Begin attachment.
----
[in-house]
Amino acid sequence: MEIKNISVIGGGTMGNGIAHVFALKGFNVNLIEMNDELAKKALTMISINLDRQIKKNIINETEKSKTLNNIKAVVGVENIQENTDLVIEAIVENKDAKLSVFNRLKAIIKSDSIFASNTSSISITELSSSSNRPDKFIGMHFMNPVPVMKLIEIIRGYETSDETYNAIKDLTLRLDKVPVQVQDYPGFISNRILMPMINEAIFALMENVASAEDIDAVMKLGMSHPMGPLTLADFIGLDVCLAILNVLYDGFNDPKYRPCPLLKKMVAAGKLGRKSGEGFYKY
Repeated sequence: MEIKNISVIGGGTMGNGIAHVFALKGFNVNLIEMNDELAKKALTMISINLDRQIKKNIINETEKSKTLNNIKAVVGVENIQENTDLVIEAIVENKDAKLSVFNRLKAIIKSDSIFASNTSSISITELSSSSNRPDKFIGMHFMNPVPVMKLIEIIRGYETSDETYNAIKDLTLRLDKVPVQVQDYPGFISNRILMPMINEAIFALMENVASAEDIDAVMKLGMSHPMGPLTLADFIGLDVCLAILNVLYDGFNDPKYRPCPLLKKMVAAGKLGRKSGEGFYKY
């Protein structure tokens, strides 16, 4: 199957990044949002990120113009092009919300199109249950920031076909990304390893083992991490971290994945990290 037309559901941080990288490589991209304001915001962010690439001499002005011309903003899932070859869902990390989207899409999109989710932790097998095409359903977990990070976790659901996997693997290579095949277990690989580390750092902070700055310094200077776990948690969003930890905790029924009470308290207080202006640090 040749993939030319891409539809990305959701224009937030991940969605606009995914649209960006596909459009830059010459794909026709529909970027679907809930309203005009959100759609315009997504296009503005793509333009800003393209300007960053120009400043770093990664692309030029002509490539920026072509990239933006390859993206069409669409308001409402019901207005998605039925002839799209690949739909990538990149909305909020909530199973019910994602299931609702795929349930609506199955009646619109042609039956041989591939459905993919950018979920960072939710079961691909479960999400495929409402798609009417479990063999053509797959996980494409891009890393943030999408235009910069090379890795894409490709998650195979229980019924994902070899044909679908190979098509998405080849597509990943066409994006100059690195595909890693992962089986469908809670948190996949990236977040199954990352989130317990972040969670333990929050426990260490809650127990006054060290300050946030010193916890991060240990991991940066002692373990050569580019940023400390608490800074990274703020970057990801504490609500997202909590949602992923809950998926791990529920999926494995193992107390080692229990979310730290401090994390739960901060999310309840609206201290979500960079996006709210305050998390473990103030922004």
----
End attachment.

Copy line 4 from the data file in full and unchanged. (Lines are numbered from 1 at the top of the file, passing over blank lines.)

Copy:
């Protein structure tokens, strides 16, 4: 199957990044949002990120113009092009919300199109249950920031076909990304390893083992991490971290994945990290 037309559901941080990288490589991209304001915001962010690439001499002005011309903003899932070859869902990390989207899409999109989710932790097998095409359903977990990070976790659901996997693997290579095949277990690989580390750092902070700055310094200077776990948690969003930890905790029924009470308290207080202006640090 040749993939030319891409539809990305959701224009937030991940969605606009995914649209960006596909459009830059010459794909026709529909970027679907809930309203005009959100759609315009997504296009503005793509333009800003393209300007960053120009400043770093990664692309030029002509490539920026072509990239933006390859993206069409669409308001409402019901207005998605039925002839799209690949739909990538990149909305909020909530199973019910994602299931609702795929349930609506199955009646619109042609039956041989591939459905993919950018979920960072939710079961691909479960999400495929409402798609009417479990063999053509797959996980494409891009890393943030999408235009910069090379890795894409490709998650195979229980019924994902070899044909679908190979098509998405080849597509990943066409994006100059690195595909890693992962089986469908809670948190996949990236977040199954990352989130317990972040969670333990929050426990260490809650127990006054060290300050946030010193916890991060240990991991940066002692373990050569580019940023400390608490800074990274703020970057990801504490609500997202909590949602992923809950998926791990529920999926494995193992107390080692229990979310730290401090994390739960901060999310309840609206201290979500960079996006709210305050998390473990103030922004």